4. Many ordinary Indians are not able to access the health care they need. 63 million of them are pushed into poverty because of healthcare costs every year – almost two people every second.
  5. It would take 941 years for a minimum wage worker in rural India to earn what the top paid executive at a leading Indian garment company earns in a year.

Causes of Inequality

The following are some of the major contributors to inequality:

  • Difference in abilities

People are significantly different in terms of education, intellect, motivation, strength and ability. Such disparities contribute to greater differentials in income. An individual is more effective than others and earns higher pay. Differences can occur in people who have the same qualifications. Some could be smarter, more hardworking, more adventurous and more resourceful than others. They will, therefore, be at a higher degree of social standards and earn a living.  

  • Differences in risk, uncertainty and security

Occupations are different as regards risk, insecurity and health. In earnings, those disparities are expressed. Owing to greater security people choose government jobs. On the other hand, private-sector work entails uncertainties and uncertainty. Employees in government jobs typically earn less than their private-industry counterparts.

  • Family influence

The ordinary graduate person will get a lucrative job through family influence whereas the brilliant scholar may end up getting a low-paid job, hence this creates a difference of unequal income through family influence.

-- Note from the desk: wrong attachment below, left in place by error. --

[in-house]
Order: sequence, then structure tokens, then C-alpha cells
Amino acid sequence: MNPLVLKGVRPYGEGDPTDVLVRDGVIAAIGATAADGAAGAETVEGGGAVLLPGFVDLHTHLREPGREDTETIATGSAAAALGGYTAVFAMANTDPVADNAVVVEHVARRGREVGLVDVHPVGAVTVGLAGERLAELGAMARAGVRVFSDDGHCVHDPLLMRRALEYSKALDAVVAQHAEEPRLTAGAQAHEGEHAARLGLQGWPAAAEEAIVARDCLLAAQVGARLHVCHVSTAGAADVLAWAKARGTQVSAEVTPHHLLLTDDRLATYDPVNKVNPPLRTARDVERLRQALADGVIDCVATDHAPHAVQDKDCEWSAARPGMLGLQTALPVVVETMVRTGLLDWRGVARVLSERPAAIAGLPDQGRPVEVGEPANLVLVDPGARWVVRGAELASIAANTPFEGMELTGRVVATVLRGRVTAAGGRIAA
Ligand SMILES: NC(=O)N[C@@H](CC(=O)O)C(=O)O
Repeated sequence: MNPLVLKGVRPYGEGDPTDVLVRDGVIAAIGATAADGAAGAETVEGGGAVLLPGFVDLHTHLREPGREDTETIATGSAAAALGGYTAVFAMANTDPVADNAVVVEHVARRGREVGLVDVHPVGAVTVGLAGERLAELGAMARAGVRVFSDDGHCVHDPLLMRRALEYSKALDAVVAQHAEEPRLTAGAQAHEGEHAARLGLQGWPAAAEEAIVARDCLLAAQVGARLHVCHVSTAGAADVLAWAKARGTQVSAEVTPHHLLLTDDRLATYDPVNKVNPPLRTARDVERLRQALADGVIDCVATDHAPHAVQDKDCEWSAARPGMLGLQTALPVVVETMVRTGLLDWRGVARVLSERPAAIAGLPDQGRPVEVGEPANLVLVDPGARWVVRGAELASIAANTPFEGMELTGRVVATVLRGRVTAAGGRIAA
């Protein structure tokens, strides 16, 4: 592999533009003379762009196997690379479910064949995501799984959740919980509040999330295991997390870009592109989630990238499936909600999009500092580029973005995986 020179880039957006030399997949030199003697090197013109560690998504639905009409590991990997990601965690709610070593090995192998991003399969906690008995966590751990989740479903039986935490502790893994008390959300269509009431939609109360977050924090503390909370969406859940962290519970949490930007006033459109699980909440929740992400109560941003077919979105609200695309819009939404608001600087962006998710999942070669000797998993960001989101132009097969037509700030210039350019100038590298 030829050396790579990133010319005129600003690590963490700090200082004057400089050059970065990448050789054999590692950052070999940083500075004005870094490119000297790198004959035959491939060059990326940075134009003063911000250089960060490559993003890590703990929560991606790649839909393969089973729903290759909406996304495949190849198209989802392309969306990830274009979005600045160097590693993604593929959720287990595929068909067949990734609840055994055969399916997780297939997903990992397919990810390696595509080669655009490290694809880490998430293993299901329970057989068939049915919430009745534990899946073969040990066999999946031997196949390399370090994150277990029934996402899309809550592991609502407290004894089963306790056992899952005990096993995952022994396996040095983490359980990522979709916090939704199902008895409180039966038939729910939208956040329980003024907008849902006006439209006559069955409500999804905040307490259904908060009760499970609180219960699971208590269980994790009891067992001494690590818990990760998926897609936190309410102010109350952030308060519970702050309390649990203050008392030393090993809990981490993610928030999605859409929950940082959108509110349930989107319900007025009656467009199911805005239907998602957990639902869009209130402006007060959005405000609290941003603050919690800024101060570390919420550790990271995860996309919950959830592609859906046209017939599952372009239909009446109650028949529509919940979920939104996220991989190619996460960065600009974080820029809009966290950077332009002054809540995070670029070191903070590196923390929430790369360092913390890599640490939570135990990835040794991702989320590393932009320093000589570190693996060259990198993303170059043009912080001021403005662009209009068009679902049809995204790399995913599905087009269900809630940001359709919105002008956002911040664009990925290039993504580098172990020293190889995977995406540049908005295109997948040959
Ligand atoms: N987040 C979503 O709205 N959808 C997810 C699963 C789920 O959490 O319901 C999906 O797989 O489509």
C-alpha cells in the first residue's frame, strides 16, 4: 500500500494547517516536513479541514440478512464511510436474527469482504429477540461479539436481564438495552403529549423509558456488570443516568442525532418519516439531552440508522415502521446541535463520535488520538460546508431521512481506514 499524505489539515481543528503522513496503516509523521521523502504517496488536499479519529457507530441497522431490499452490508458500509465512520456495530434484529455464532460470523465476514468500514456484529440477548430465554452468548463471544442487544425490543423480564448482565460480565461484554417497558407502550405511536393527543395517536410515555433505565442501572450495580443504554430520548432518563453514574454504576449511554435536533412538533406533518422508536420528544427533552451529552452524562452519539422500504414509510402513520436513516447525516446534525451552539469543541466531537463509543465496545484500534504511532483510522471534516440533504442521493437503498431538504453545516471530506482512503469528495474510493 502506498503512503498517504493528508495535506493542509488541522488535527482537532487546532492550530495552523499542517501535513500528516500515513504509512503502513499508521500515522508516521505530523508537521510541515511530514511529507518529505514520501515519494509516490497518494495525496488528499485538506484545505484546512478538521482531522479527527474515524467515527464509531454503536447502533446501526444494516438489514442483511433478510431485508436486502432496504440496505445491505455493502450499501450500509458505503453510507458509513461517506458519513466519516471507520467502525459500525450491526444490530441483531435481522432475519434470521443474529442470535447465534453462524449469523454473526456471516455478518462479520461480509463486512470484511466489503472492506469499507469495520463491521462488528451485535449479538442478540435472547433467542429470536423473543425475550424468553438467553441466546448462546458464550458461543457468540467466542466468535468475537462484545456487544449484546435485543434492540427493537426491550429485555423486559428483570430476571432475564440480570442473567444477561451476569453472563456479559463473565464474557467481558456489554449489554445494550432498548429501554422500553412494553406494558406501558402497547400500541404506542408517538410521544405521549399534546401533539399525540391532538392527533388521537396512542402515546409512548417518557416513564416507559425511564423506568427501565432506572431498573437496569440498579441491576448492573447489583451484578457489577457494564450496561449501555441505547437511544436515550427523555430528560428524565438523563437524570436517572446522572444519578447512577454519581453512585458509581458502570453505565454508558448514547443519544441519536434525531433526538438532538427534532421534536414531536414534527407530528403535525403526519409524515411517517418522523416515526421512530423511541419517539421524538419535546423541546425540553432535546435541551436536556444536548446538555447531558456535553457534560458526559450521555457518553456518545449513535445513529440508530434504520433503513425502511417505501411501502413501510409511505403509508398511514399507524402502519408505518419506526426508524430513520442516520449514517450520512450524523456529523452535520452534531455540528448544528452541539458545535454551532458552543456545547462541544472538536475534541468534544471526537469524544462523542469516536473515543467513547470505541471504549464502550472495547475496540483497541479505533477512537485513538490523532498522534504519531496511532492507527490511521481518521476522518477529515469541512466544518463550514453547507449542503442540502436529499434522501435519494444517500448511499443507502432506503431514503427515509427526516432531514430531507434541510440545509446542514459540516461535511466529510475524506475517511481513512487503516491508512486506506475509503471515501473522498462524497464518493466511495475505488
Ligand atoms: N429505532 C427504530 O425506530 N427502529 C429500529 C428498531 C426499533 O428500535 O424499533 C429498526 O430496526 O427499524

The other factors contributing to this can be:

  1. Differences in environment and opportunities 
  2. Immobility of factors
  3. Regional disparities
  4. Differences in age
  5. Inheritance 
  6. Existence of non-competing groups

Fig: Gini coefficient of wealth (asset holdings)

The distribution of wealth provides a complementary perspective on consumption and income inequality. Wealth data points to much higher levels of inequality than either consumption or income data. The Gini coefficient for wealth based on the All India Debt and Investment Surveys (AIDIS) was 0.75 for 2012, rising from 0.67 in 2002. This inequality needs to be eradicated because even if India develops its education and health sector, it would not lead to overall growth as the persistent disparities amongst groups will result in unequal opportunities to access these basic services.

Effects of inequality

Mal-allocation of resources

There is income and wealth disparity within the economy because high-income groups have higher purchasing power, they control the community’s successful demand, and goods are generated according to their needs, as well as the resource shift of other groups according to their need.

Wastage of resources

The rich who own mines, plantations and businesses earn huge profits. They roll their wealth and spend extravagantly on conspicuous consumption, gold, jewellery, palatial building speculation etc. On the other hand, there are poor masses that live in a pathetic condition without any proper medical care, their standard of living is extremely low. So is their efficiency which leads to huge wastage of manpower of the economy. The resources are not used judiciously.

Discontentment and unrest